Shakespeare also introduces the supernatural into some of his tragedies; he introduces ghosts, and witches who have supernatural knowledge.
Nor does the idea of a moral order asserting itself against attack or want of conformity answer in full to our feelings regarding the tragic character.
In speaking, for convenience, of devices and expedients, I did not intend to imply that Shakespeare always deliberately aimed at the effects which he produced.
Most people, even among those who know Shakespeare well and come into real contact with his mind, are inclined to isolate and exaggerate some one aspect of the tragic fact.
Both Brutus and Hamlet are highly intellectual by nature and reflective by habit. Both may even be called, in a popular sense, philosophic; Brutus may be called so in a stricter sense.
King Lear alone among these plays has a distinct double action. Besides this, it is impossible, I think, from the point of view of construction, to regard the hero as the leading figure.
In the first place, it must be remembered that our point of view in examining the construction of a play will not always coincide with that which we occupy in thinking of its whole dramatic effect.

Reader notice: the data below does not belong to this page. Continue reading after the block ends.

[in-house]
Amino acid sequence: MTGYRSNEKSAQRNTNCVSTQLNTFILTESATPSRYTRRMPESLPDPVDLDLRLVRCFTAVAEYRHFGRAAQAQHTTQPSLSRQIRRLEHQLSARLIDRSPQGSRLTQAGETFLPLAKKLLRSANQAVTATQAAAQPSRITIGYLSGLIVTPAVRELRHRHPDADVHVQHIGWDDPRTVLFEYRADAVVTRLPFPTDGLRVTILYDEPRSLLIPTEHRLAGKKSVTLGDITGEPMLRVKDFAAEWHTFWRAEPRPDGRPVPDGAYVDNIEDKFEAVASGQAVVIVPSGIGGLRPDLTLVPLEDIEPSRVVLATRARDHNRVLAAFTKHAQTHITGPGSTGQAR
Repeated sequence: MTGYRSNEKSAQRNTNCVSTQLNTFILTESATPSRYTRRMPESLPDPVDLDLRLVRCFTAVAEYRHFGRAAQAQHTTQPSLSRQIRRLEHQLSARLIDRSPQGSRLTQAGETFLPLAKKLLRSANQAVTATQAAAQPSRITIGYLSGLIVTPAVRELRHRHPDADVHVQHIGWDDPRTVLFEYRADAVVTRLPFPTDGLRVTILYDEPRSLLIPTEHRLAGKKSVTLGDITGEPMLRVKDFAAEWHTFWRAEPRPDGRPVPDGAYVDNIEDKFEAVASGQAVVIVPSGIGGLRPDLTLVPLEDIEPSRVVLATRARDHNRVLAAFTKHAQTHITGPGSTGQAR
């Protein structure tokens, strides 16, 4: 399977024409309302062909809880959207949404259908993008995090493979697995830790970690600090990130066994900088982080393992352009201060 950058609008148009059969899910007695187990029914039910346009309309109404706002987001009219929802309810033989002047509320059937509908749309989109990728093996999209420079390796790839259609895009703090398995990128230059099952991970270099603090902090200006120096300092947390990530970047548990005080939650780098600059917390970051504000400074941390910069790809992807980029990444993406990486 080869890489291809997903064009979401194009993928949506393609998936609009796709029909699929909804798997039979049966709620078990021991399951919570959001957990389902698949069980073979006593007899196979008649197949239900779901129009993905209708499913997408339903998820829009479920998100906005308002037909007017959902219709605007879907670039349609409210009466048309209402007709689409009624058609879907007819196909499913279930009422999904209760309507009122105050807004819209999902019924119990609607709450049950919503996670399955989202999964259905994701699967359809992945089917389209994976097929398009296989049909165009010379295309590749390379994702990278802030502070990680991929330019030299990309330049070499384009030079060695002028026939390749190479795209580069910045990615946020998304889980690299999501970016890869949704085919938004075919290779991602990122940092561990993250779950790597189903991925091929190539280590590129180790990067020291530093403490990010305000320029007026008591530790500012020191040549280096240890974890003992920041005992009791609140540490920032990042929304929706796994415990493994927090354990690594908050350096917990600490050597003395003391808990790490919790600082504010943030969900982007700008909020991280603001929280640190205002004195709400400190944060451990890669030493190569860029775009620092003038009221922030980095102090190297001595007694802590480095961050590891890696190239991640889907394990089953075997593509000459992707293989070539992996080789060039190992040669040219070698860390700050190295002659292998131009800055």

Shakespeare very rarely makes the least attempt to surprise by his catastrophes. They are felt to be inevitable, though the precise way in which they will be brought about is not, of course, foreseen.
Job was the greatest of all the children of the east, and his afflictions were well-nigh more than he could bear; but even if we imagined them wearing him to death, that would not make his story tragic.
Shakespeare's idea of the tragic fact is larger than this idea and goes beyond it; but it includes it, and it is worth while to observe the identity of the two in a certain point which is often ignored.